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SALT LAKE CITY — The family of a former BYU football player and coach has been awarded $25 million in damages following a lawsuit against a window blinds manufacturer whose defective product was found at least partially responsible in the death of 3-year-old Elsie Mahe, who tragically died by strangulation in 2016.
Reno Mahe, the former Brighton High running back who played and coached at BYU in addition to a five-year NFL career with the Philadelphia Eagles, and Sunny Mahe, his wife and a former BYU volleyball player, filed a lawsuit on behalf of the estate of Elsie Mahe in Salt Lake City's 3rd District Court in 2018. It was against a group of window blinds manufacturers that include Utah-based BlindVision and California's Century Blinds, among others, that accused the companies of product liability, negligence and breach of warranty after their toddler was found hanging from a loose cord in the family's Utah County home.
Sunny Mahe said that the blinds sold to her contain a warning label "from 1985" that was "outdated by three generations at the time of sale," adding she never saw it was there while it sat hidden underneath the bottom rail resting against the window sill, according to a lengthy statement released by her attorneys Thursday.
"I never wanted to know this much about window blinds," she said. "I thought they would just get installed and I would not think about them again. Maybe you already knew that corded window blinds were listed by the Consumer Product Safety Commission as a "top 5 hidden hazard" in the home? Maybe you are one of the lucky ones that already knew about cutting the cords short, or installing cord cleats, or never placing furniture in front of your window blinds? Or perhaps you are among the millions of mothers like me that just did not know that you would need to childproof them.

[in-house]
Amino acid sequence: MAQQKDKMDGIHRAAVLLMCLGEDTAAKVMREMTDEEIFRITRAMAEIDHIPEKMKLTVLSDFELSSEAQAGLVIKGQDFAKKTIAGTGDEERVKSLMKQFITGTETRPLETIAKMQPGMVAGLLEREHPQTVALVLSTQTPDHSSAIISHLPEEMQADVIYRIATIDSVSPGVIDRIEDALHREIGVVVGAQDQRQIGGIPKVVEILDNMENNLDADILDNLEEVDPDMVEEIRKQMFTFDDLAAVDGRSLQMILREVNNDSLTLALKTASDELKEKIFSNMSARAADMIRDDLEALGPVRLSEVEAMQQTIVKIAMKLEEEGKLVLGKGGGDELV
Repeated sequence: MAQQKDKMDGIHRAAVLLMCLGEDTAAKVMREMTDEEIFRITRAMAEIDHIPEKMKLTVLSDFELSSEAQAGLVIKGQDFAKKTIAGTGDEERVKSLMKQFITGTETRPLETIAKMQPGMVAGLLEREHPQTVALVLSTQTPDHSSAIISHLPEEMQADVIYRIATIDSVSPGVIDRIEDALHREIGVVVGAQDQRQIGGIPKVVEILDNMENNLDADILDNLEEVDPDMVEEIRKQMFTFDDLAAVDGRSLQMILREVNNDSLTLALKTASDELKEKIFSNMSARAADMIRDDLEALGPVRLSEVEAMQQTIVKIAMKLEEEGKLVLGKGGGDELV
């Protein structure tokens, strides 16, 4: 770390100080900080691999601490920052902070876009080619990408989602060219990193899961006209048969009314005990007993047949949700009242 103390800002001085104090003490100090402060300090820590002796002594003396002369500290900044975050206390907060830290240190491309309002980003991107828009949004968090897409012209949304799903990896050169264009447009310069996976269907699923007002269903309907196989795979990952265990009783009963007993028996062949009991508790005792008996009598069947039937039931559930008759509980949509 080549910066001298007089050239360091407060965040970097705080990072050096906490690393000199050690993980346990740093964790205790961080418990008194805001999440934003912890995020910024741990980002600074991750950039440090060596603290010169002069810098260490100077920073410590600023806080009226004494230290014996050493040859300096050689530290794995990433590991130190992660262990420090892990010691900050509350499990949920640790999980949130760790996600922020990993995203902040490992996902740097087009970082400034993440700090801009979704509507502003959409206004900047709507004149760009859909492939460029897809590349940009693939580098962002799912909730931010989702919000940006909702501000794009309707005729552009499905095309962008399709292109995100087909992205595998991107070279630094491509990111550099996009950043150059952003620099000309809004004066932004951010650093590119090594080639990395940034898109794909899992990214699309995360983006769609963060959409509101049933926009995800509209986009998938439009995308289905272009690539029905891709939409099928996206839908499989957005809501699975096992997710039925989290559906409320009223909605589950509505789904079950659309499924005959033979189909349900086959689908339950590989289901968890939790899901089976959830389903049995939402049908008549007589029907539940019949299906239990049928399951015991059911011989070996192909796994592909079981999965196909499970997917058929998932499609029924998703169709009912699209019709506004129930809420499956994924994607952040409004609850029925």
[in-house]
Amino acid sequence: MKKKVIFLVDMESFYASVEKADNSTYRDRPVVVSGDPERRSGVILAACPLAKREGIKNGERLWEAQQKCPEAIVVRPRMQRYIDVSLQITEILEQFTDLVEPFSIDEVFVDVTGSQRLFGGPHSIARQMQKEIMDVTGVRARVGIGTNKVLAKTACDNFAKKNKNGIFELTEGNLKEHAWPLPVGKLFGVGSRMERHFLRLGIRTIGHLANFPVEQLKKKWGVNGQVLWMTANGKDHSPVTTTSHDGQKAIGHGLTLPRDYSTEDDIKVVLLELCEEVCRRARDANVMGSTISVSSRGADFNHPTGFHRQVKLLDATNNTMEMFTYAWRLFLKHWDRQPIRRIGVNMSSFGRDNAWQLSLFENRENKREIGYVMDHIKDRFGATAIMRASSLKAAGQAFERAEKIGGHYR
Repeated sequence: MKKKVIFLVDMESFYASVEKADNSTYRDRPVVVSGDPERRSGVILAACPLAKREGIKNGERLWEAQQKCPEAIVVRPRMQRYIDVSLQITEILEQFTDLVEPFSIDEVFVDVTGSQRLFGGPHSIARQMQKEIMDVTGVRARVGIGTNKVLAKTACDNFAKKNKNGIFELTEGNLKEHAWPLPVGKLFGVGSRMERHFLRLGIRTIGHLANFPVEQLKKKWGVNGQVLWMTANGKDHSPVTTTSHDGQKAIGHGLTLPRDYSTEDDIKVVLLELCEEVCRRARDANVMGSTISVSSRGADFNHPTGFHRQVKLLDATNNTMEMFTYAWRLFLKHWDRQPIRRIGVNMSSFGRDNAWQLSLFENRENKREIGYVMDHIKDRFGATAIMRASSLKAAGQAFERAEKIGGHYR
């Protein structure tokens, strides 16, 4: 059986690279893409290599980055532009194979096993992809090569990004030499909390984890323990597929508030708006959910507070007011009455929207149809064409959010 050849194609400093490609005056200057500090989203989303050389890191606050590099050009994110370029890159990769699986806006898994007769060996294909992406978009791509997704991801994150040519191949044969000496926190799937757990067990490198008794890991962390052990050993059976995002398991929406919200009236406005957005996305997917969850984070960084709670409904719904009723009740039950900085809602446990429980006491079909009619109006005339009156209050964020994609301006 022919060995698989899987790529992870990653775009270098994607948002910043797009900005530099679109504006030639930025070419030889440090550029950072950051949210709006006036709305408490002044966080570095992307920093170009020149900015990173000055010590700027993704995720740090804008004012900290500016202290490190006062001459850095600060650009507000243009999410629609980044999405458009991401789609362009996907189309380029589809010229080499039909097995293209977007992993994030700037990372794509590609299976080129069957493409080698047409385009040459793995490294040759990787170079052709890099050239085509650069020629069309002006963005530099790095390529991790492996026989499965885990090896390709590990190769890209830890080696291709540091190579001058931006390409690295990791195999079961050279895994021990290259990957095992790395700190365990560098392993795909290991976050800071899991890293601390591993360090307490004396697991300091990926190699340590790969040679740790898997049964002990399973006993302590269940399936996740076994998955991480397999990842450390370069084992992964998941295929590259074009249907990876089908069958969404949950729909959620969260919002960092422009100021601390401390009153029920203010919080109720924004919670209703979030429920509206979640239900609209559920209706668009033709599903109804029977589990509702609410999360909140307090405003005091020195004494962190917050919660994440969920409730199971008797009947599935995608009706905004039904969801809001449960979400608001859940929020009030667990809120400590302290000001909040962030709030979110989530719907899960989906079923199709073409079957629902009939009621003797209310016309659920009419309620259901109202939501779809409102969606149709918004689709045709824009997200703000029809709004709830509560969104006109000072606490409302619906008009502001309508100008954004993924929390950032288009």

"I know all of that now. But I had to pay for this information with the life of my child."
Mahe said that her family was offered "a million dollars pretrial to just go away," and that when they proceeded with the lawsuit, defense attorneys went into "gruesome detail" in trying to pin blame for the incident on her "that I was a negligent mom." She said they showed photos of her dusty piano, a couch filled with unwanted items, cluttered underbelly of the sofa, and other views that first responders found as they worked to save Elsie's life.
"And the reality is, now I already know all I need to about blinds," she said. "I have already removed all of the corded blinds from inside my home. My child is already dead. I already lost before the trial started, so there would be no 'winning' for me; no astronomical amount of money could ever compensate for the loss of Elsie and it feels repulsive that anyone would believe that it could."
Century Blinds was found guilty by a jury and told that its blinds contained a design defect, defective warning and negligence in design and warning, according to court documents. The jury also found the company guilty of negligent post-sale warning, or that Century Blinds "knew or should have known that the the window covering posed a substantial risk of harm to persons" and "failed to exercise reasonable care because it did not provide a post-sale warning," the documents state.
The verdict awarded $1 million to the estate of the late Elsie Mahe, as well as $24 million in compensatory damages to the Mahe family.
The biggest win of the trial, Sunny Mahe said, was "for some future mother that I hope will never even know that this used to be a thing that could happen. We have done our part to protect other families from having to endure the loss that we have."